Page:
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Preventing Relapses

What about now?

Checklist of Symptoms that Lead To Relapse


Any of the following symptoms in excess can lead to the type of thinking that can get you off balance. Once off balance it may lead to unhealthy choices like abusing alcohol or abusing drugs or self-destructive behavior. Read the following list and notice whether you or a loved one are struggling with any of these symptoms.

1) Exhaustion: Allowing yourself to become overly tired or in poor health. When you feel poorly your judgement may deteriorate.

2) Dishonesty: Begins with little deceits and becomes big lies to yourself.

3) Impatience: Things aren't happening fast enough, or others aren't doing what you want them to do, or think they should do.

4) Argumentativeness: Arguing ridiculous, small points of view indicates a need to be always right. Looking for an excuse to drink?

5) Depression: Unreasonable despair may occur in cycles and should be dealt with and expected.

6) Frustration: Remember...everything is not going to be just the way you want it.

7) Self-Pity: "Why do these things happen to me?" "Why must I be an alcoholic?" "Nobody appreciates what I"m doing." Etc.

8) Cockiness: "Got it made..." Remember Murphy's Law.

9) Complacency: "Drinking was the furthest thing from my mind." Always having a little fear is a good thing. More relapses occur when things are going well than otherwise.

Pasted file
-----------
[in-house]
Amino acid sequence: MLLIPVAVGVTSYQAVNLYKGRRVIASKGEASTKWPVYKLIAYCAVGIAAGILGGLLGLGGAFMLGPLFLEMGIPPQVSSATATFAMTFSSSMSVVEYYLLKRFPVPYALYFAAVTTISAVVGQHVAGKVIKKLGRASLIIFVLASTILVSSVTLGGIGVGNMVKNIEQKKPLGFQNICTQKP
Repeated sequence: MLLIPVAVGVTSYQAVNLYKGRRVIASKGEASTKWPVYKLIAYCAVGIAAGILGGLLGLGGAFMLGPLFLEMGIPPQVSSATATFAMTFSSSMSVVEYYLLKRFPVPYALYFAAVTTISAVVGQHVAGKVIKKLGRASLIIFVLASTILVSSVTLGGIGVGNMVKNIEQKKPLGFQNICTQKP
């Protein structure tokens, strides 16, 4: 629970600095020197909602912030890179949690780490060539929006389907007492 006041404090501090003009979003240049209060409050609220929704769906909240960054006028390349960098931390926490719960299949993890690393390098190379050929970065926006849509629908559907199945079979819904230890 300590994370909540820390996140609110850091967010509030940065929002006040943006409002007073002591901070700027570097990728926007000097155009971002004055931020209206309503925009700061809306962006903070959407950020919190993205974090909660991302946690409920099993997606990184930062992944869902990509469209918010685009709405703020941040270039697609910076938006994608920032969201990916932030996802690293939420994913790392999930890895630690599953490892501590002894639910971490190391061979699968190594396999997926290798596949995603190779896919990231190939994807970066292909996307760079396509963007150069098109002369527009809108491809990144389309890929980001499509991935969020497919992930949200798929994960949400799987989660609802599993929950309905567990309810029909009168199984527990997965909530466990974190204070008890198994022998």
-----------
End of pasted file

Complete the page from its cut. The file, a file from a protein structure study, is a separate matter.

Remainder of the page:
10) Use Of Drugs: You may want to use a pill to ease things and the doctor may agree. This is the subtlest way to have a relapse.

11) Wanting Too Much: Avoid goals you can't reach with normal effort. "Happiness is not having how much you want, but wanting what you have."

12) Forgetting Gratitude: Remember where you started from and how much better life is now. Be grateful.

13) "It Can't Happen To Me": Wanna bet? Almost anything can happen to you and is more likely if you get careless. Remember you have a progressive disease and you will be in worse shape if you relapse.

14) Omnipotence: This is feeling that results from a combination of many of the above symptoms. You feel like you have all the answers for yourself and others. No one can tell you anything. You ignore advice or suggestions from others. Relapse is probably imminent unless a drastic change in attitude occurs. Go from relapse to recovery through the process of a family intervention.

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